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Baseball: Business of baseball doesn’t deter Kubiak

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08/24/2016 9:00 AM |

Pitcher David Kubiak 082316

Professional baseball is a business. David Kubiak knew that well before he entered the game. Actually experiencing the adverse affects of that business, however, is quite another thing.

The business of baseball took a bite out of Kubiak earlier this summer when a succession of roster shakeups led to him being granted his release from the New York Yankees organization.

An injury to Yankees pitcher Nathan Eovaldi and the signing of pitcher Phil Coke, who was then optioned to Triple-A, led to a trickle-down effect that Kubiak said led to him being dropped from the Trenton Thunder, the Yankees’ Double-A affiliate in New Jersey. The former Southold High School pitcher said he then went to Tampa and pitched well in extended spring training. A month after being sent down, Kubiak was told he could stay and play rookie ball. Kubiak, who turned 27 on Aug. 3, declined, was offered his release and accepted it.

By early July he was back with the Bridgeport Bluefish, the Atlantic League of Professional Baseball club that the Yankees purchased his contract from.

Kubiak said he did well in Trenton, his third minor league team, where he had a 1.42 ERA in three relief appearances over 6 1/3 innings, allowing three hits. Then he became a victim of the numbers game.

“It was kind of the wrong place at the wrong time and it kind of stunk because I was just starting to get settled in,” he said. “A lot of people thought when I signed, ‘Oh man, he’s going to the majors.’ It’s not that simple. The business is kind of crappy and doesn’t have feelings.”

The 6-foot-7, 245-pound Kubiak, who relies on a cutter, was drafted by the Tampa Bay Rays out of Albany State University in the 36th round of the 2011 MLB Amateur Draft. He also pitched in the Atlanta Braves’ farm system. His two-year minor league record is 2-2 with a 2.84 ERA. He has 40 strikeouts against nine walks and 29 hits in 31 2/3 innings.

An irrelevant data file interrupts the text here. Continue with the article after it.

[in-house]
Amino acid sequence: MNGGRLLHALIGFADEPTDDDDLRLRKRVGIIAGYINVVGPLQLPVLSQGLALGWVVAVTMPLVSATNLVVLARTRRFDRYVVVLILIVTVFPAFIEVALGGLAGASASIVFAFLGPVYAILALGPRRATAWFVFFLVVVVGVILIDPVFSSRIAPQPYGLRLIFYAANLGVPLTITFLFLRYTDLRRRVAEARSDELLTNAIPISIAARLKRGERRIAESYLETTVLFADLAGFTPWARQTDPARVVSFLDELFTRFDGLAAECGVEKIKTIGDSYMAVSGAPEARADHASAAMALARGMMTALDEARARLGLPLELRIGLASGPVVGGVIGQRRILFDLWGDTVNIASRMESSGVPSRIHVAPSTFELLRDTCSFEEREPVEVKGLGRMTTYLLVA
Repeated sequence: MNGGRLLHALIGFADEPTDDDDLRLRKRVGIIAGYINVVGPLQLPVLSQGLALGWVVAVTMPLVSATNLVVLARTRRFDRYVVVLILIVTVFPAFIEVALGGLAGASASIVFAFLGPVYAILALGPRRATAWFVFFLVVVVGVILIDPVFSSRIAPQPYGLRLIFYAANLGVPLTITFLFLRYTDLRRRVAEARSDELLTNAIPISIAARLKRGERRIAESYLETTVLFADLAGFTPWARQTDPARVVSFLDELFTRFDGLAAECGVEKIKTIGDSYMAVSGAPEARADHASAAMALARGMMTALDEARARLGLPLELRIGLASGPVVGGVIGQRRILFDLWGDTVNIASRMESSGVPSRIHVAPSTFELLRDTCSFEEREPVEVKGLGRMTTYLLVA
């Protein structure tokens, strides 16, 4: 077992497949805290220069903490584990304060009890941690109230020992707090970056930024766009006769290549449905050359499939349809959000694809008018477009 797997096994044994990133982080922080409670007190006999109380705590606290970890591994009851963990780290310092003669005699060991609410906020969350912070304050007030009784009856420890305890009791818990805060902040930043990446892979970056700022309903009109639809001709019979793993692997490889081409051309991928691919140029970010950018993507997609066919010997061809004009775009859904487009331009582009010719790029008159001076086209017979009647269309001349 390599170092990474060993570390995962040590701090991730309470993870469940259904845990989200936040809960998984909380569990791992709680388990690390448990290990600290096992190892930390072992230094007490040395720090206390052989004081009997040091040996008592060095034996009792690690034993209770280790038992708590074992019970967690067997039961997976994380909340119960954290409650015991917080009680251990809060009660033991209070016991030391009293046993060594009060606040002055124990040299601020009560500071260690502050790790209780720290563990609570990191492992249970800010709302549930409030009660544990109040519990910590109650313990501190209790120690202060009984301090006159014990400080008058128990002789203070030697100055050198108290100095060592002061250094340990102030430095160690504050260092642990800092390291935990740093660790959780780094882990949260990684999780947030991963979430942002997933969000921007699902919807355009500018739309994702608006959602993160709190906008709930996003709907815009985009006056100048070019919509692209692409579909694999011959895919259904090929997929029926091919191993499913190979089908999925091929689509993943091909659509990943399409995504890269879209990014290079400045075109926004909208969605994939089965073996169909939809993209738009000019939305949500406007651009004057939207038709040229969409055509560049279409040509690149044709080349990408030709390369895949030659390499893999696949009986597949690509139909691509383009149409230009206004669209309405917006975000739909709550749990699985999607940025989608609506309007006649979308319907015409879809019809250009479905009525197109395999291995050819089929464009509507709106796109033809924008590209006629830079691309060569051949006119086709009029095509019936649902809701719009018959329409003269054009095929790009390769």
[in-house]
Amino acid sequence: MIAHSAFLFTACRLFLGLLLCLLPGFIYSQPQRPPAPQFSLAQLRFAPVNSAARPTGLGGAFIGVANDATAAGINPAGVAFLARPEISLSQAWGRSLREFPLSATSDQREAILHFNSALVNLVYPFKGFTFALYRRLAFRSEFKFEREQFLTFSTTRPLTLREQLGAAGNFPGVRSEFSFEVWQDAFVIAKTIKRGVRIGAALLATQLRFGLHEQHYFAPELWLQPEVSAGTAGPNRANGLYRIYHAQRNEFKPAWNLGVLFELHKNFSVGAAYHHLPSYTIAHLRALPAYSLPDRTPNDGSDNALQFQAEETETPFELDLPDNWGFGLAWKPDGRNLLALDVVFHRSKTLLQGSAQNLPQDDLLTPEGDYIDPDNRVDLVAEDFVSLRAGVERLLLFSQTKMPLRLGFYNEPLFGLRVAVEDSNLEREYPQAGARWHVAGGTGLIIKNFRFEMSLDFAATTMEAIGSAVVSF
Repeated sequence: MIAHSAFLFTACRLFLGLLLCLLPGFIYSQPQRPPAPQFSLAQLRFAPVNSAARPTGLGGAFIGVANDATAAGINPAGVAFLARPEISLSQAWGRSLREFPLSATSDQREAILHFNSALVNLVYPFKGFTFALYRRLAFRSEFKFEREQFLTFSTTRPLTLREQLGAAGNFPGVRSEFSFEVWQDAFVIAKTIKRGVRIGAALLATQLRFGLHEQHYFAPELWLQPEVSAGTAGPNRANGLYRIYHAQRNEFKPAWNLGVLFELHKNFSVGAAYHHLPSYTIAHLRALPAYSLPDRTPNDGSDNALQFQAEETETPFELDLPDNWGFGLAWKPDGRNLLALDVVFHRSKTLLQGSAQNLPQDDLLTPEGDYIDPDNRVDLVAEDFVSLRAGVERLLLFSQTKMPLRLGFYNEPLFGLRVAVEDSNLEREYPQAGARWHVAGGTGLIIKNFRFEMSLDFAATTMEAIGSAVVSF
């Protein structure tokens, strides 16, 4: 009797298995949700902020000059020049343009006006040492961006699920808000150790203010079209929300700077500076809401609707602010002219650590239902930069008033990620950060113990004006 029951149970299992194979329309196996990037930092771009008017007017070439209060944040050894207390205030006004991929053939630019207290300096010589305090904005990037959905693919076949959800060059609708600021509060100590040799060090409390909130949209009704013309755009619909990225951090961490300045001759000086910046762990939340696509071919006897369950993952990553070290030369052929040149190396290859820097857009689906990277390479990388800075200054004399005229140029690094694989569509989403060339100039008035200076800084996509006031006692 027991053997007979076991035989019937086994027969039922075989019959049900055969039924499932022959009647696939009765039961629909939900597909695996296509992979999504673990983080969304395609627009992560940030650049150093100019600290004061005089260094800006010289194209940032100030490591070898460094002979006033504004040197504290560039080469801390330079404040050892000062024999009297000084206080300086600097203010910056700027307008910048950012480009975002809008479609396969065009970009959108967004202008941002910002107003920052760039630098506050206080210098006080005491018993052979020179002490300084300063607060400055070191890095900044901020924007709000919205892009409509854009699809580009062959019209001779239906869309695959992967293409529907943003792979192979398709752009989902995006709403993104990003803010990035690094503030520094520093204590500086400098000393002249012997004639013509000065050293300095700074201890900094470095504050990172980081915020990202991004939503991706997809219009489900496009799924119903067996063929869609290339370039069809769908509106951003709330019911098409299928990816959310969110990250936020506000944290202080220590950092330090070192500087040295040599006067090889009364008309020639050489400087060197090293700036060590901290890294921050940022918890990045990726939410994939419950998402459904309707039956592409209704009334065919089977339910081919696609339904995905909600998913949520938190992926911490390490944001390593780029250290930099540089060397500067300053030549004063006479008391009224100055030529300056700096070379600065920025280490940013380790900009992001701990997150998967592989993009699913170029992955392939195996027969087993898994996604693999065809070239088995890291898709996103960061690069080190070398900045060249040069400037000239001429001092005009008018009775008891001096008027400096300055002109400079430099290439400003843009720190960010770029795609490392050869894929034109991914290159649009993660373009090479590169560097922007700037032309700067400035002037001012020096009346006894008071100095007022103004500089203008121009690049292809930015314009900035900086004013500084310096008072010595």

Kubiak didn’t sound discouraged during a recent phone interview with The Suffolk Times.

“Right now I have a one-track mind,” he said. “I’m trying to get to the big leagues. Nothing now is discouraging me. I’m just keeping my head down and grinding. I’ve been doing real well. I’ve been [throwing] like 93 [mph] all summer. I’m throwing well. All my numbers are real good.”

Kubiak was speaking the day after he pitched a rain-shortened game, going all seven innings in a 7-4 win over the Southern Maryland Blue Crabs. The righthander gave up three earned runs, seven hits and one walk while fanning four.

This season Kubiak is 6-3 with a 2.90 ERA for the Bluefish through Monday.

Kubiak said the Atlantic League is comparable to Triple-A since it features older, more veteran players. It was with the Bluefish earlier this season, he said, when he had “one of the cooler baseball experiences I’ve had in my life.” That was when he pitched against the Long Island Ducks, with about 60 fans from Southold there to watch him pitch at Bethpage Ballpark.

He may get that sort of experience again. The Bluefish will visit the Ducks again for games on Sept. 5, 6, 7 and 8.

Another neat experience was meeting ex-MLB ace Roger Clemens. Clemens served as a guest manager for the Bluefish for a game that Kubiak started earlier this season.

“He was a real cool guy,” Kubiak said. “He was just a baseball guy, a nice dude.”

Although he likes Bridgeport, which is a ferry ride away from his Southold home, Kubiak wants to move on to a bigger stage. The fifth-year pro hasn’t given up his dream of one day becoming a major league player. When a reporter talked about what it would feel like for him, if and when, he made it to the majors, Kubiak interjected, “When.”

To help further that dream, he said he has spoken to a couple of teams about playing winter ball in Venezuela.

“I guess in the back of my mind I always had that dream of playing major league baseball when I was a kid, but it kind of became the dream of my life,” he said.

Kubiak said he can’t count how many times he thought about the phone call he would make to his parents, Richard and Susan, when he got the call he’s long been waiting for. Meanwhile, his desire to play in MLB still burns.

He said, “It’s definitely stronger than it’s ever been just because I know I’m that close.”

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Photo caption: Roger Clemens, left, was the guest manager for the Bridgeport Bluefish for a game in which David Kubiak, right, started earlier this season. (Credit: courtesy photo)

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